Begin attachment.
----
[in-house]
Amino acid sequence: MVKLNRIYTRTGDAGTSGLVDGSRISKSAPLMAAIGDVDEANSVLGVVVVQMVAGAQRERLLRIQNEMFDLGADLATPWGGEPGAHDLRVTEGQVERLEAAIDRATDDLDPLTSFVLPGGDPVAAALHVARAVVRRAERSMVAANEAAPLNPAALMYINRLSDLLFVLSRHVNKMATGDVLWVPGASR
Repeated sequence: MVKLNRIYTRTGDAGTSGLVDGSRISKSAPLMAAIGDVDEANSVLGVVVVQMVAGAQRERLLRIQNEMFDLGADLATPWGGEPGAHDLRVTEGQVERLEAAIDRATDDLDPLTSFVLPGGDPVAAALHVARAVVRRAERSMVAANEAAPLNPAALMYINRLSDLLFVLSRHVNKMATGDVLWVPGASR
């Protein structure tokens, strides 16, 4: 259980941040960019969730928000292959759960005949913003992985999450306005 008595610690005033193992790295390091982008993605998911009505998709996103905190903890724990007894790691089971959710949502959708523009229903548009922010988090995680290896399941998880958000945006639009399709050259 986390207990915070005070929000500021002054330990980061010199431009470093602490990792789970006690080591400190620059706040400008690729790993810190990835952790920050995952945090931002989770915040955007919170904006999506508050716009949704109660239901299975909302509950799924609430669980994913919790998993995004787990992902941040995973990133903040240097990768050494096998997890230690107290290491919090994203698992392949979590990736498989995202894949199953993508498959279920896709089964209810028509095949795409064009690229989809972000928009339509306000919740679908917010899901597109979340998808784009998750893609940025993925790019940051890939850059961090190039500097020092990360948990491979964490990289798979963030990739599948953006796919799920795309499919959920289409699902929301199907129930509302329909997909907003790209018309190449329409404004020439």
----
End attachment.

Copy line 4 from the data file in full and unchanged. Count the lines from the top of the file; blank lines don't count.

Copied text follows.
């Protein structure tokens, strides 16, 4: 259980941040960019969730928000292959759960005949913003992985999450306005 008595610690005033193992790295390091982008993605998911009505998709996103905190903890724990007894790691089971959710949502959708523009229903548009922010988090995680290896399941998880958000945006639009399709050259 986390207990915070005070929000500021002054330990980061010199431009470093602490990792789970006690080591400190620059706040400008690729790993810190990835952790920050995952945090931002989770915040955007919170904006999506508050716009949704109660239901299975909302509950799924609430669980994913919790998993995004787990992902941040995973990133903040240097990768050494096998997890230690107290290491919090994203698992392949979590990736498989995202894949199953993508498959279920896709089964209810028509095949795409064009690229989809972000928009339509306000919740679908917010899901597109979340998808784009998750893609940025993925790019940051890939850059961090190039500097020092990360948990491979964490990289798979963030990739599948953006796919799920795309499919959920289409699902929301199907129930509302329909997909907003790209018309190449329409404004020439």